Healing your relationship with money

You are like a dam. Your situation and behaviour determine what resources stay under your control. Photo by Nicole Geri on Unsplash

Everyone has their own personal relationship with money and finance.  There is no one thing that determines how you will relate to money: it’s a multi-factorial thing.  You are influenced by your childhood – how your parents and guardians handled money, for instance.  Your finances are influenced by your own character traits – whether you are organised, conscientious and controlled, or chaotic, risk-taking, and free-and-easy.  Your finances are also influenced by your adopted philosophies of life, including what you believe life is for, and what you want to make of it.  Finally, it is influenced by your relationship with time, especially the future; for instance, whether you are able to forego present resources for future resources.

According to accountants, there are two main ways to measure finances.


The first is a matter of flow, like water coming through a dam.  If you spend as you earn, you are like a dam that is not there, allowing water to flow downriver as it comes.  If you save, you are like a dam that slows the outward flow, and lets resource build up temporarily.  And if you overspend, you are like a river with no dam and leaky banks, which is in danger of not being a river at all!  This overall concept of flow is what is meant by profit and loss.  It measures whether you are increasing or decreasing the resources under your care.


The second is a matter of position, of the current state of resources.  One could use the dam analogy again.  If you are wealthy, you are like a well-situated, well-maintained dam that has sufficient water for the needs at hand.  If you are poor, you are like a poorly-situated dam that is dried up.  This overall concept of financial position is often measured with a balance sheet.  It records the resources under your care at a particular point in time.


The beginnings of a healthy relationship with money, is to understand the many factors that have contributed to your present situation.  Without that understanding, you are powerless, like an untethered sail blowing aimlessly in the wind.  You will tend to describe financial things as beyond your control.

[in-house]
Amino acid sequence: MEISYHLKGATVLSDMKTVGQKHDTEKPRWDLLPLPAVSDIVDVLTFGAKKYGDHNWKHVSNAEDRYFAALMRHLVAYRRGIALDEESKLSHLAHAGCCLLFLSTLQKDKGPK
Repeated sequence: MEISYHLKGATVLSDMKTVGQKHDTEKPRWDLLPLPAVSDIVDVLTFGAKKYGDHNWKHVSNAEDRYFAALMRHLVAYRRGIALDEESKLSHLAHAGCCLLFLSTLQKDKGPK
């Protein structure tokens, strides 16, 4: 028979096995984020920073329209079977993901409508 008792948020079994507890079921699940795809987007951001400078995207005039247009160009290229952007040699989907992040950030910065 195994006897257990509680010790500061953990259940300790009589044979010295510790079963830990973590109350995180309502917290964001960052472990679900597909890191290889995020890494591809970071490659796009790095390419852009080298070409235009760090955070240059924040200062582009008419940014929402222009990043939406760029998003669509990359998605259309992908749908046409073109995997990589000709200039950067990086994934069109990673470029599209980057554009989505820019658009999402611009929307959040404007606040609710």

As long as you maintain an illusion of non-control, there is not much that can be done.  If you are biased towards a helpless description of your life, then don’t be surprised if you experience yourself as helpless.  Your relationship with money is ‘victim’, and that is all that can be said.

If, on the other hand, you begin to understand how you work – your learned practices, your character, your philosophy, and your relationship with time – then you give yourself a chance of development.  You then have a choice to lean new practices, to harness your character, to brush up your philosophy, and even to refine your relationship with time and the future.


Going back to the analogy of a dam, there are things you can begin to do to improve both flow and position.  This is only a short article, but here are a few suggestions as to first focuses:

  1. Firstly, attend to your flow.  Begin, in a small way, exercising the function of a dam.  This means starting to hold back resources in store areas.  One good way of starting is to open a savings account, and then pay a regular amount into it.  This teaches you the possibility of accumulation.
  2. Secondly, attend to your position.  This is more a matter of strategic understanding.  The first step in strategic understanding is to know and accept what is.  Therefore a good first step in attending to financial position is to list what you own and what you owe (even if it scares you at first!).

These two first tasks are only two in a whole chain of actions that can improve your relationship with money.  There is a whole journey to be made, one step at a time.